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Collaborative Translation Company Lingotek To Announce Contest Winner at World’s Largest Crowdsourcing Conference
Lingotek, a leading provider of collaborative translation solutions, is offering crowdsourcing fans the chance to win a prize in a contest held just before this year’s CrowdConf2011, the world’s first and largest conference on the future of distributed work. The contest, presented by Lingotek, will award the prize to the contestant with the best essay related to the importance of translation in global business.
The winner of the contest will be awarded access to Lingotek’s award-winning Collaborative Translation Platform—Hosted Version for one year as well as two tickets to the world’s largest crowdsourcing conference, CrowdConf2011 (approximate retail value of $36,100). The contest runs from October 6-21, please go to and click on the Contests page. If the contestant “likes” Lingotek on Facebook, enters the required information and shares their best essay related to the importance of language translation for business, the contestant will be entered into the contest. Entries will be judged by Lingotek President and CEO Rob Vandenberg, Crowdflower CEO Woody Hobbs, Crowdflower Founder and Executive Chairman Lukas Biewald and Daily Crowdsource Founder David Bratvold, the judges will present the award on October 25th and recognize the winner on stage at CrowdConf2011. See Official Rules for further information.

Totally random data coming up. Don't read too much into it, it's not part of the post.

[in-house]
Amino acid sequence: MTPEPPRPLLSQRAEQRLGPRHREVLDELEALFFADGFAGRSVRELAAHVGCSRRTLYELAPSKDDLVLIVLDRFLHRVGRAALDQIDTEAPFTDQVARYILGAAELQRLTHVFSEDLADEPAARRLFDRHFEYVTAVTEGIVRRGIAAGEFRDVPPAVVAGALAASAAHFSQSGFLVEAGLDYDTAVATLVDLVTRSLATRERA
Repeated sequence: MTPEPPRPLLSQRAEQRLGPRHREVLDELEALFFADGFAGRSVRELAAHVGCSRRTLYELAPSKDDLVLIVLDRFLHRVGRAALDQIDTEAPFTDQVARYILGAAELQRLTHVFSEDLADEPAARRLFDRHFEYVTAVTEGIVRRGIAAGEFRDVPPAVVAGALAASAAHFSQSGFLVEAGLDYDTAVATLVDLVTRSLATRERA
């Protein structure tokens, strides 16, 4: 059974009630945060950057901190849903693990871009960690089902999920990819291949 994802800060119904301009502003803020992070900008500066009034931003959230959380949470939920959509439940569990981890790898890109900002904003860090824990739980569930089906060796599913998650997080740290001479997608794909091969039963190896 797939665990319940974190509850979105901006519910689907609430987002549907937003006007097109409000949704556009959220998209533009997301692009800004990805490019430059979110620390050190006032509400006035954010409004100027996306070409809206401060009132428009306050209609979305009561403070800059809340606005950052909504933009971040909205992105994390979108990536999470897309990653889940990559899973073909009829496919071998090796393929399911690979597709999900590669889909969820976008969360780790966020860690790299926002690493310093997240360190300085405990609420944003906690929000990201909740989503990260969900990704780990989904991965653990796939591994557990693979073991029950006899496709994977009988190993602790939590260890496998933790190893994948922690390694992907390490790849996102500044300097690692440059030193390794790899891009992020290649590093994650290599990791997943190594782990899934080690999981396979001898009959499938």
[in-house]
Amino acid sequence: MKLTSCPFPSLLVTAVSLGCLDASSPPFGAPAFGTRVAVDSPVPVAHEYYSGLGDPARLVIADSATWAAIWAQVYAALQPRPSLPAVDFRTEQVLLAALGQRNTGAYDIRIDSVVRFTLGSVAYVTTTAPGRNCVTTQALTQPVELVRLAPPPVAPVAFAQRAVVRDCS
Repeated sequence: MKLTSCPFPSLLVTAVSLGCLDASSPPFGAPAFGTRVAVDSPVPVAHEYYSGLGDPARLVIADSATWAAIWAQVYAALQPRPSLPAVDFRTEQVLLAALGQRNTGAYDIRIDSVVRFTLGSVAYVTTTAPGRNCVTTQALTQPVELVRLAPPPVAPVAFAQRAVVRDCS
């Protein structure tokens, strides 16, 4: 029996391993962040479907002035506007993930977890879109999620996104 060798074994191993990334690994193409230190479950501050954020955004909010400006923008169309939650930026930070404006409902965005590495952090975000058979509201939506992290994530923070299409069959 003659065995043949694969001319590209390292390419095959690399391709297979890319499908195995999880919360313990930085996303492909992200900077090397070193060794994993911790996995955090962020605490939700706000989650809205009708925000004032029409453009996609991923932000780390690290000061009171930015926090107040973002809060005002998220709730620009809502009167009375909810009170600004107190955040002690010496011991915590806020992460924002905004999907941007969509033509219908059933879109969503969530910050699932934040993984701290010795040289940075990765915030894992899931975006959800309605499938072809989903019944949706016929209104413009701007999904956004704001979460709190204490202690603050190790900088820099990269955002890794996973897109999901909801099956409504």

“CrowdConf2011 gathers leaders in a field that is fundamentally changing the way work is done around the globe,” said Rob Vandenberg, President and CEO of Lingotek. “Lingotek is one of the technologies on the cutting edge of this shift. We’re proud to be part of this world-changing discussion, as well as award the prize of Lingotek’s crowd-oriented benefits to a lucky winner.”